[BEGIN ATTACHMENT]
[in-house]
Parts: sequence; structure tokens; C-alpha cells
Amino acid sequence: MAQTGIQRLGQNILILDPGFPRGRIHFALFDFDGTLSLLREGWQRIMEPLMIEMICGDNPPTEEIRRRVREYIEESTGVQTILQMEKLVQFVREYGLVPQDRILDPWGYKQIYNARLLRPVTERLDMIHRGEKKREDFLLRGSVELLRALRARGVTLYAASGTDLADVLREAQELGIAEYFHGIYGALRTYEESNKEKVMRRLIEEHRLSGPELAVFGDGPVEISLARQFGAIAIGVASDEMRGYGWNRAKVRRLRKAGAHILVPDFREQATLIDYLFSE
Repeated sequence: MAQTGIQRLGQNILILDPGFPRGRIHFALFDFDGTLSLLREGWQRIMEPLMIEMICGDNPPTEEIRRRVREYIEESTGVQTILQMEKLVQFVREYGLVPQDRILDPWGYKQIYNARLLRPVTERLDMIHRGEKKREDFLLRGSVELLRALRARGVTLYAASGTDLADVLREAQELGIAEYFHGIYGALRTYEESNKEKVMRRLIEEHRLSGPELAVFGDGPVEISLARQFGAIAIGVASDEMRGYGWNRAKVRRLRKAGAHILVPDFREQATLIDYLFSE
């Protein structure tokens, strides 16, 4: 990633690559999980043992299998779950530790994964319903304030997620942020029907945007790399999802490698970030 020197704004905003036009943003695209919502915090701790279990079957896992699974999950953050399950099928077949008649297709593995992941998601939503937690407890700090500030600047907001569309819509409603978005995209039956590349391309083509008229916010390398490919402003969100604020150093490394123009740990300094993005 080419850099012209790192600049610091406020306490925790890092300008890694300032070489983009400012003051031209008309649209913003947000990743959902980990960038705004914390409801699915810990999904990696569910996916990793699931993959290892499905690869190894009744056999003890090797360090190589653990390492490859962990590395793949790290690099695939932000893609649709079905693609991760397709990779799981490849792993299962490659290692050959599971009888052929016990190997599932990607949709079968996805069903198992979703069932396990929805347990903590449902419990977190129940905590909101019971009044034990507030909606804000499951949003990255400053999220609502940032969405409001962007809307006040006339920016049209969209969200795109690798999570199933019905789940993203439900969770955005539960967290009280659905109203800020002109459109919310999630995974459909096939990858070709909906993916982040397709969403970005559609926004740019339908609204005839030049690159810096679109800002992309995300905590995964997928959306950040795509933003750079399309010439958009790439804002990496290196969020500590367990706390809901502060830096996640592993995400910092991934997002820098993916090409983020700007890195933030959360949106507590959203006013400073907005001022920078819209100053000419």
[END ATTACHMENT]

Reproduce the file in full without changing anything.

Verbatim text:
[in-house]
Parts: sequence; structure tokens; C-alpha cells
Amino acid sequence: MAQTGIQRLGQNILILDPGFPRGRIHFALFDFDGTLSLLREGWQRIMEPLMIEMICGDNPPTEEIRRRVREYIEESTGVQTILQMEKLVQFVREYGLVPQDRILDPWGYKQIYNARLLRPVTERLDMIHRGEKKREDFLLRGSVELLRALRARGVTLYAASGTDLADVLREAQELGIAEYFHGIYGALRTYEESNKEKVMRRLIEEHRLSGPELAVFGDGPVEISLARQFGAIAIGVASDEMRGYGWNRAKVRRLRKAGAHILVPDFREQATLIDYLFSE
Repeated sequence: MAQTGIQRLGQNILILDPGFPRGRIHFALFDFDGTLSLLREGWQRIMEPLMIEMICGDNPPTEEIRRRVREYIEESTGVQTILQMEKLVQFVREYGLVPQDRILDPWGYKQIYNARLLRPVTERLDMIHRGEKKREDFLLRGSVELLRALRARGVTLYAASGTDLADVLREAQELGIAEYFHGIYGALRTYEESNKEKVMRRLIEEHRLSGPELAVFGDGPVEISLARQFGAIAIGVASDEMRGYGWNRAKVRRLRKAGAHILVPDFREQATLIDYLFSE
């Protein structure tokens, strides 16, 4: 990633690559999980043992299998779950530790994964319903304030997620942020029907945007790399999802490698970030 020197704004905003036009943003695209919502915090701790279990079957896992699974999950953050399950099928077949008649297709593995992941998601939503937690407890700090500030600047907001569309819509409603978005995209039956590349391309083509008229916010390398490919402003969100604020150093490394123009740990300094993005 080419850099012209790192600049610091406020306490925790890092300008890694300032070489983009400012003051031209008309649209913003947000990743959902980990960038705004914390409801699915810990999904990696569910996916990793699931993959290892499905690869190894009744056999003890090797360090190589653990390492490859962990590395793949790290690099695939932000893609649709079905693609991760397709990779799981490849792993299962490659290692050959599971009888052929016990190997599932990607949709079968996805069903198992979703069932396990929805347990903590449902419990977190129940905590909101019971009044034990507030909606804000499951949003990255400053999220609502940032969405409001962007809307006040006339920016049209969209969200795109690798999570199933019905789940993203439900969770955005539960967290009280659905109203800020002109459109919310999630995974459909096939990858070709909906993916982040397709969403970005559609926004740019339908609204005839030049690159810096679109800002992309995300905590995964997928959306950040795509933003750079399309010439958009790439804002990496290196969020500590367990706390809901502060830096996640592993995400910092991934997002820098993916090409983020700007890195933030959360949106507590959203006013400073907005001022920078819209100053000419």